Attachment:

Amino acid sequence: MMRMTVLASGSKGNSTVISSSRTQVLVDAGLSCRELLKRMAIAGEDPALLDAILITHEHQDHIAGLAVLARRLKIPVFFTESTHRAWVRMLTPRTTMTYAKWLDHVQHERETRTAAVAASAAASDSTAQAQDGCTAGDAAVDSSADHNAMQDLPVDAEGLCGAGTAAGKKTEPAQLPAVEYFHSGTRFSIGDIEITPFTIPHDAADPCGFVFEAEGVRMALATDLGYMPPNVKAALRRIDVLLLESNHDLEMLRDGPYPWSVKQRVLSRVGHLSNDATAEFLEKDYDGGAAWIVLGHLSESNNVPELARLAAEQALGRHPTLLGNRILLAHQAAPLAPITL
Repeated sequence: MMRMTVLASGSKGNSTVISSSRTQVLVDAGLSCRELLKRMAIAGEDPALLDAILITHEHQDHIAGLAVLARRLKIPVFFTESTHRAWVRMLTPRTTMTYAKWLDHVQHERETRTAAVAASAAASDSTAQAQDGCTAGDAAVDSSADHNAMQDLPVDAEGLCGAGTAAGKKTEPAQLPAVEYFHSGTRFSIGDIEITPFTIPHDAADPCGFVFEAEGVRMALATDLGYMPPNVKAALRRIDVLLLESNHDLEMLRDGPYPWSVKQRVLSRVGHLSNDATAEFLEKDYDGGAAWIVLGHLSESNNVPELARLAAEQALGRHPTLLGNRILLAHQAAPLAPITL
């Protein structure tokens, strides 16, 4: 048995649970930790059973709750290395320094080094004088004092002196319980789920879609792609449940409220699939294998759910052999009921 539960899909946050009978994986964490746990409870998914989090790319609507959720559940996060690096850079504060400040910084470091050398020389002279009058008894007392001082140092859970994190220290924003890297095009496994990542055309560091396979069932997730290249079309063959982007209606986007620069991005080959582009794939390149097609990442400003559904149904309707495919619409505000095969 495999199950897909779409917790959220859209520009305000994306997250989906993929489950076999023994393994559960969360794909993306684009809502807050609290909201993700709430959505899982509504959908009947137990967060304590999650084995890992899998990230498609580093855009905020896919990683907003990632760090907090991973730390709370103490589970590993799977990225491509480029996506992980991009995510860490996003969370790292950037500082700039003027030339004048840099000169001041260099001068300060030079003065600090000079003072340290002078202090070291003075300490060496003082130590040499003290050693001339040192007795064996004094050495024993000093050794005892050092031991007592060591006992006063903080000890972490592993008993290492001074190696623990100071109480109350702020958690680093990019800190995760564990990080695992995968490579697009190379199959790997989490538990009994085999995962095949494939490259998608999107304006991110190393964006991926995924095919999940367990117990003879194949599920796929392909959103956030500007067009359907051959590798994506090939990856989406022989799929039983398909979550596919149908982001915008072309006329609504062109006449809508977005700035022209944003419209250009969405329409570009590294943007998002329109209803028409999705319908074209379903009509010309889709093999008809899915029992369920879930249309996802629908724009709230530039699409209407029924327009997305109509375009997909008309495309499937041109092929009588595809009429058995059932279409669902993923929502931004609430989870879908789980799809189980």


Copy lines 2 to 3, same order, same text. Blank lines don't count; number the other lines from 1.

Repeated sequence: MMRMTVLASGSKGNSTVISSSRTQVLVDAGLSCRELLKRMAIAGEDPALLDAILITHEHQDHIAGLAVLARRLKIPVFFTESTHRAWVRMLTPRTTMTYAKWLDHVQHERETRTAAVAASAAASDSTAQAQDGCTAGDAAVDSSADHNAMQDLPVDAEGLCGAGTAAGKKTEPAQLPAVEYFHSGTRFSIGDIEITPFTIPHDAADPCGFVFEAEGVRMALATDLGYMPPNVKAALRRIDVLLLESNHDLEMLRDGPYPWSVKQRVLSRVGHLSNDATAEFLEKDYDGGAAWIVLGHLSESNNVPELARLAAEQALGRHPTLLGNRILLAHQAAPLAPITL
């Protein structure tokens, strides 16, 4: 048995649970930790059973709750290395320094080094004088004092002196319980789920879609792609449940409220699939294998759910052999009921 539960899909946050009978994986964490746990409870998914989090790319609507959720559940996060690096850079504060400040910084470091050398020389002279009058008894007392001082140092859970994190220290924003890297095009496994990542055309560091396979069932997730290249079309063959982007209606986007620069991005080959582009794939390149097609990442400003559904149904309707495919619409505000095969 495999199950897909779409917790959220859209520009305000994306997250989906993929489950076999023994393994559960969360794909993306684009809502807050609290909201993700709430959505899982509504959908009947137990967060304590999650084995890992899998990230498609580093855009905020896919990683907003990632760090907090991973730390709370103490589970590993799977990225491509480029996506992980991009995510860490996003969370790292950037500082700039003027030339004048840099000169001041260099001068300060030079003065600090000079003072340290002078202090070291003075300490060496003082130590040499003290050693001339040192007795064996004094050495024993000093050794005892050092031991007592060591006992006063903080000890972490592993008993290492001074190696623990100071109480109350702020958690680093990019800190995760564990990080695992995968490579697009190379199959790997989490538990009994085999995962095949494939490259998608999107304006991110190393964006991926995924095919999940367990117990003879194949599920796929392909959103956030500007067009359907051959590798994506090939990856989406022989799929039983398909979550596919149908982001915008072309006329609504062109006449809508977005700035022209944003419209250009969405329409570009590294943007998002329109209803028409999705319908074209379903009509010309889709093999008809899915029992369920879930249309996802629908724009709230530039699409209407029924327009997305109509375009997909008309495309499937041109092929009588595809009429058995059932279409669902993923929502931004609430989870879908789980799809189980």